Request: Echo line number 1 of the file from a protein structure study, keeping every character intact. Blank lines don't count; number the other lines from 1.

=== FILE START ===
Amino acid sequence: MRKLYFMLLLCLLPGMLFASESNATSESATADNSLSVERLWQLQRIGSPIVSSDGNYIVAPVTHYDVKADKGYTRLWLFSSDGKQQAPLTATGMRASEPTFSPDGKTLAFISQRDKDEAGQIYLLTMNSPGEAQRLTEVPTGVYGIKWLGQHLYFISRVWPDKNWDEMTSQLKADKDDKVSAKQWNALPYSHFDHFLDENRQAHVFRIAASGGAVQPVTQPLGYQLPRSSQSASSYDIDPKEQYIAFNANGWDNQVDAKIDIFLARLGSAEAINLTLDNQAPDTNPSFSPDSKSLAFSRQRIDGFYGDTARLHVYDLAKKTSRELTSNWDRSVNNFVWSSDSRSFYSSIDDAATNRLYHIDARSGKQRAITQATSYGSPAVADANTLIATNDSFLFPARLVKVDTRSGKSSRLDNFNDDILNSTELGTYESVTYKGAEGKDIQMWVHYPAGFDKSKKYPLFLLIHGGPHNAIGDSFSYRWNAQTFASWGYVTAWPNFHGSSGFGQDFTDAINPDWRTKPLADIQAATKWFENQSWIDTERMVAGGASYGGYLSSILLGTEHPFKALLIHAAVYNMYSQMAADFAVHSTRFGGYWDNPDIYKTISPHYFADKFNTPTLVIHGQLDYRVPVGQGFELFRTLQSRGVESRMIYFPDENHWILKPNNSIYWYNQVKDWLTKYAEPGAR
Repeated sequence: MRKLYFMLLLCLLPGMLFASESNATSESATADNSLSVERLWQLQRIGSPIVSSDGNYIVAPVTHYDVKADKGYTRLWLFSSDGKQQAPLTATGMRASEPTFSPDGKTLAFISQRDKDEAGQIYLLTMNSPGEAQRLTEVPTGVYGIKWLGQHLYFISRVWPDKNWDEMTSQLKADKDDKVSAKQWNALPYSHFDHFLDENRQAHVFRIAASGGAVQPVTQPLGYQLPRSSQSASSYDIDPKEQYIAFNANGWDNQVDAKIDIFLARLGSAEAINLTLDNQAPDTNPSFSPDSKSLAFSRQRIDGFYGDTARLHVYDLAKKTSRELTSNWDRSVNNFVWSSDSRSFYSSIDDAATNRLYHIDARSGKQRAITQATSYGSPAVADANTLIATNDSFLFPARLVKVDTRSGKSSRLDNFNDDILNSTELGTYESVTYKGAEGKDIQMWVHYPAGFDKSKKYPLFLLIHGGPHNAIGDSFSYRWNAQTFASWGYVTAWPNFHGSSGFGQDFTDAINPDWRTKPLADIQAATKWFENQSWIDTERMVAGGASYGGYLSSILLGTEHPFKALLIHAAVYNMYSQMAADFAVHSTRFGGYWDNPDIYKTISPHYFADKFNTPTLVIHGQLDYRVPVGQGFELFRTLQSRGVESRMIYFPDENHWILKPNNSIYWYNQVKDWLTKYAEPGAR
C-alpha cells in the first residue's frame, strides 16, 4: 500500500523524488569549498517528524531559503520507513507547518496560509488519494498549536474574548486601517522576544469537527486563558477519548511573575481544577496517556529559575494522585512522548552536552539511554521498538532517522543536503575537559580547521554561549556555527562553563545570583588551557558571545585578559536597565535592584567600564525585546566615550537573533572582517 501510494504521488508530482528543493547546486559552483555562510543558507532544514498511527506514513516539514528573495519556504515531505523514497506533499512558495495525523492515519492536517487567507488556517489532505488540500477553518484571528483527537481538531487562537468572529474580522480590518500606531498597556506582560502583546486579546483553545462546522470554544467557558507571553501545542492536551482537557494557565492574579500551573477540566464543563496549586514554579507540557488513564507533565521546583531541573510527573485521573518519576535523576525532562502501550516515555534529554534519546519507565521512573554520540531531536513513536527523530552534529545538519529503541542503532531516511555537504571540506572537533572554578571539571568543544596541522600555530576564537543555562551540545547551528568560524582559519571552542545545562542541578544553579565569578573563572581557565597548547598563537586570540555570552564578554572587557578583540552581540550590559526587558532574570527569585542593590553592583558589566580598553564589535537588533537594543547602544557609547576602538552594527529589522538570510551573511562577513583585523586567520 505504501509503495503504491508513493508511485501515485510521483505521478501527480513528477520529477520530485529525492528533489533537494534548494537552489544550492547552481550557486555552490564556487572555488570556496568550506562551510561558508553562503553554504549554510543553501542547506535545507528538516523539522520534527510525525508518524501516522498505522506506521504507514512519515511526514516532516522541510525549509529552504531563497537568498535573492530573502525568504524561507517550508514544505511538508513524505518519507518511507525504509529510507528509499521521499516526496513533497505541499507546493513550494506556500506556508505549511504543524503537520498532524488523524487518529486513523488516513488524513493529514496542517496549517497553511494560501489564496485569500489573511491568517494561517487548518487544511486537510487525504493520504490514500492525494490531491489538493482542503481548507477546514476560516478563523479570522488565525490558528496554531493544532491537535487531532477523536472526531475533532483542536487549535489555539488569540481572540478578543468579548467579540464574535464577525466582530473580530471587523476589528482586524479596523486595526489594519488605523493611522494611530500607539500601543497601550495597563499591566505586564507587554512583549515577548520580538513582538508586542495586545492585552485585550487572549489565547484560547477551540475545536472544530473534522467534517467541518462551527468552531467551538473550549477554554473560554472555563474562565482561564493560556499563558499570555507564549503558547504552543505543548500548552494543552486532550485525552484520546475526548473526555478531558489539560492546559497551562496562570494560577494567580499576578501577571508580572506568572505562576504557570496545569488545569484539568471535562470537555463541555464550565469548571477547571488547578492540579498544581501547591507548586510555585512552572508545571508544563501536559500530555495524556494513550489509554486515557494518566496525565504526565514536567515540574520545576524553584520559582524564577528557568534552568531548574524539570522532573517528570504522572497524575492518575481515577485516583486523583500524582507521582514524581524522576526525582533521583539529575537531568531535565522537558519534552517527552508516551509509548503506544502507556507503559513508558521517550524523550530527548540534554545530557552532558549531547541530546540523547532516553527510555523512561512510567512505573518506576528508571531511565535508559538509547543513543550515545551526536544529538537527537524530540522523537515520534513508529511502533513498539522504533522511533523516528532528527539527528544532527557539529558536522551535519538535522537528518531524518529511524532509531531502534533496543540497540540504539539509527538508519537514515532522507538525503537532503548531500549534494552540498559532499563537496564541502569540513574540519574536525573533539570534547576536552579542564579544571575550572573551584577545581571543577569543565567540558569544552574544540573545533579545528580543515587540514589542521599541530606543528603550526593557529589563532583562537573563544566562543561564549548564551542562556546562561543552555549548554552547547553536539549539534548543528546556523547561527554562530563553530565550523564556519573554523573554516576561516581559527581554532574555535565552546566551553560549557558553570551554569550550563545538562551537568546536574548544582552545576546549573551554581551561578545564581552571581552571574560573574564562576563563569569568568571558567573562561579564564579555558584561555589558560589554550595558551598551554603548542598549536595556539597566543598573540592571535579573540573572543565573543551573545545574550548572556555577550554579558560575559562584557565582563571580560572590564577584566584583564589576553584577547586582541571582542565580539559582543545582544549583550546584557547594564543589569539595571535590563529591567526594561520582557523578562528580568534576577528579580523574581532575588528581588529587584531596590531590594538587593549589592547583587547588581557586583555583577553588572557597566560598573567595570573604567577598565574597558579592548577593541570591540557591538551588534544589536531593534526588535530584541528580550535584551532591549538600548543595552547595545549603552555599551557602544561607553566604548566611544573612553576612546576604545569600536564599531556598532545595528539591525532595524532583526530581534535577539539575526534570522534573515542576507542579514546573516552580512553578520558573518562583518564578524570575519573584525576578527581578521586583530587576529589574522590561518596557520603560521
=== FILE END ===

Amino acid sequence: MRKLYFMLLLCLLPGMLFASESNATSESATADNSLSVERLWQLQRIGSPIVSSDGNYIVAPVTHYDVKADKGYTRLWLFSSDGKQQAPLTATGMRASEPTFSPDGKTLAFISQRDKDEAGQIYLLTMNSPGEAQRLTEVPTGVYGIKWLGQHLYFISRVWPDKNWDEMTSQLKADKDDKVSAKQWNALPYSHFDHFLDENRQAHVFRIAASGGAVQPVTQPLGYQLPRSSQSASSYDIDPKEQYIAFNANGWDNQVDAKIDIFLARLGSAEAINLTLDNQAPDTNPSFSPDSKSLAFSRQRIDGFYGDTARLHVYDLAKKTSRELTSNWDRSVNNFVWSSDSRSFYSSIDDAATNRLYHIDARSGKQRAITQATSYGSPAVADANTLIATNDSFLFPARLVKVDTRSGKSSRLDNFNDDILNSTELGTYESVTYKGAEGKDIQMWVHYPAGFDKSKKYPLFLLIHGGPHNAIGDSFSYRWNAQTFASWGYVTAWPNFHGSSGFGQDFTDAINPDWRTKPLADIQAATKWFENQSWIDTERMVAGGASYGGYLSSILLGTEHPFKALLIHAAVYNMYSQMAADFAVHSTRFGGYWDNPDIYKTISPHYFADKFNTPTLVIHGQLDYRVPVGQGFELFRTLQSRGVESRMIYFPDENHWILKPNNSIYWYNQVKDWLTKYAEPGAR